I joined Netflix five years ago when it was just a DVD service and have enjoyed the streaming services the company has introduced. But one of the reasons I subscribe is how affordable it is, much better than shelling out for overpriced movie tickets for every new release.

Now Netflix has announced a new and wildly unpopular plan to separate their streaming and DVD subscriptions and effectively bumping the price of my plan (one DVD + streaming) by 60%. They’re spinning this as giving customers more options, but clearly they’re giving us less, trying to force our hands to suit a company working hard to get out of the DVD business and focus on streaming, despite customers whose most frequent (and obvious) protest is that Netflix doesn’t stream films and TV comprehensively enough to start dumping its DVD service. Oh they stream tons, but it’s still merely a fraction of what’s available on disc.

So what’s a subscriber to do? If I drop their DVD service and stick with streaming for $7.99, I lose too many possible titles for it to be worth the cost, in addition to playing right into their hands. And if I get rid of streaming, I lose hours and hours of possible viewing time while I wait for Netflix to receive and ship out new discs in the mail. If I keep both, my rate goes up to $15.98 per month from $9.99, and while that’s still a bargain against comparable movie ticket and cable subscription options, it’s an immediate 60% hike and the second rate hike in six months. With the costs of licensing going up, we can be fairly sure this won’t be the last significant rate hike.

But that seems to be precisely the problem: licensing. Netflix wants to do more and more streaming, and so does everyone. From what I’ve read, studios are taking advantage of the sudden increase of competition by making it more and more expensive to license their content for streaming. So the studios make more money from the subscriptions services, and the subscription services pass the cost to us, meaning the ultimate loser is, as always, the consumer. Everyone up the food chain makes more money and we get to keep less of it. Welcome to the world.

But what is the upshot of all these increased costs and competition? DVDs are far more comprehensive, but with so many major companies competing for streaming rights (Hulu Plus, Amazon, and maybe Google at some point), it seems impossible that any one company’s streaming library will be comprehensive. Netflix will get a piece. Amazon will get a piece. And so on. Very few consumers will be willing to subscribe to all of them to get a comprehensive selection of titles, and very few of the most recent releases are available to stream at all.

Streaming seems to be the wave of the future, but I wonder if it’s premature to pursue streaming so aggressively at the expense of DVD. And of course studios know they can make a mint from licensing deals, which will drive up prices and perhaps make streaming less desirable to consumers. An instantaneous 60% price increase from Netflix is unreasonable, possibly just the tip of the iceberg, and perhaps evidence that the company is unable to balance its operating costs with maintaining stable rates for customers.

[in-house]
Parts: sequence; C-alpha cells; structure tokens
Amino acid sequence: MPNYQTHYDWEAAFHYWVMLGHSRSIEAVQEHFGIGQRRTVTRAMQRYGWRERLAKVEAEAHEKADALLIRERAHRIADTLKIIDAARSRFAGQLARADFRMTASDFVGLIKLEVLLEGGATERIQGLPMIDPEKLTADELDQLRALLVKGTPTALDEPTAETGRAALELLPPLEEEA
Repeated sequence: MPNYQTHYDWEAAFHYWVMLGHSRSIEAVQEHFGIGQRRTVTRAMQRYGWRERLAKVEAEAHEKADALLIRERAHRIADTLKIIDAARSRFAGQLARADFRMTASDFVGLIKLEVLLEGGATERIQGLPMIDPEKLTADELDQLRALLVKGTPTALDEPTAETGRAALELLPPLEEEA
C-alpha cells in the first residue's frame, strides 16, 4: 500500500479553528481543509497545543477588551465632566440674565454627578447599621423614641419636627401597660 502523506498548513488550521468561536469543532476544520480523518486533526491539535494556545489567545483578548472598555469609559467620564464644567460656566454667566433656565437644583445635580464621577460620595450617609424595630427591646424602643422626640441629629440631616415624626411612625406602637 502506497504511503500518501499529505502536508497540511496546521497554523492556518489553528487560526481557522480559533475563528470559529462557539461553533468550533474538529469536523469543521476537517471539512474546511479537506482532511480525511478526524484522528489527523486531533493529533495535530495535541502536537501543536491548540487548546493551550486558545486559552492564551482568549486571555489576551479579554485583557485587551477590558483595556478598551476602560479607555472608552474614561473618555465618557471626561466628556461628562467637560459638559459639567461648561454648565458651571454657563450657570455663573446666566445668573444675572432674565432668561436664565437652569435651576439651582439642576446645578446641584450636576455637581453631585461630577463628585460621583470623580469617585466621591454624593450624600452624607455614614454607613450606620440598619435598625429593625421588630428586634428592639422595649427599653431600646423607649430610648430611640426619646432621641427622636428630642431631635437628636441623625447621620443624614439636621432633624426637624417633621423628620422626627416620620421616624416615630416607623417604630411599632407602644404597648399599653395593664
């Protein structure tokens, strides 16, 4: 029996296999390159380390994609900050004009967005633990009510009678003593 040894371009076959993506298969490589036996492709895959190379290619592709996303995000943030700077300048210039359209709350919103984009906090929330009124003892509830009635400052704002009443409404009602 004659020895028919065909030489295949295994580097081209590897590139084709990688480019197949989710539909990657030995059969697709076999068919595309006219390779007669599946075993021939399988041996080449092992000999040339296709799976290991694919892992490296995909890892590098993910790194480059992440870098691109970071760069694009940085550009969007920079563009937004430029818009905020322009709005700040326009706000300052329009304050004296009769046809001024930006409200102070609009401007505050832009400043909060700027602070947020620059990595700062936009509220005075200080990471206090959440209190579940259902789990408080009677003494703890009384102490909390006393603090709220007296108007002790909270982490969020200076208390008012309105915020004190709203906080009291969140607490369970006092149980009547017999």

I wonder why Netflix didn’t expand the available options instead of forcing their customers’ hands. Why not separate streaming and DVD plans, but provide a discount to those who subscribe to both? That’s very common; most companies that sell multiple products or services give you a discount for bundling (one for 50 cents, three for a dollar!).

Why not offer ad-supported options? Nobody likes ads, but I’d rather watch a minute of commercials before streaming a title than eat a 60% rate hike. Even Amazon’s Kindle offers a discounted version supported by advertising. A lot of apps do the same: free with ads, pay subscription rates to get rid of the ads. Netflix has millions of customers; surely advertisers would be willing to pay to reach them.

Netflix has made a risky bet. Instead of offering more subscription options, they’re assuming subscribers are too attached to the service to actually cancel their accounts, but there are more than 40,000 angry comments on Netflix’s Facebook wall, many of them pledging to cancel the service altogether. Netflix will probably survive this round of controversy, but the frustration of the customers that stick around probably won’t go away anytime soon, and if the ballooning licensing costs lead to further price hikes, Netflix could be toast.

What to do, what to do? The problem is that Netflix doesn’t leave any good options. Cancelling entirely won’t make me happy. Cancelling either DVDs or streaming won’t make me happy. Shelling out a lot more money without getting more in return won’t make me happy. Damned if I do, damned if I don’t, damned if I do but don’t, and damned if I don’t but do.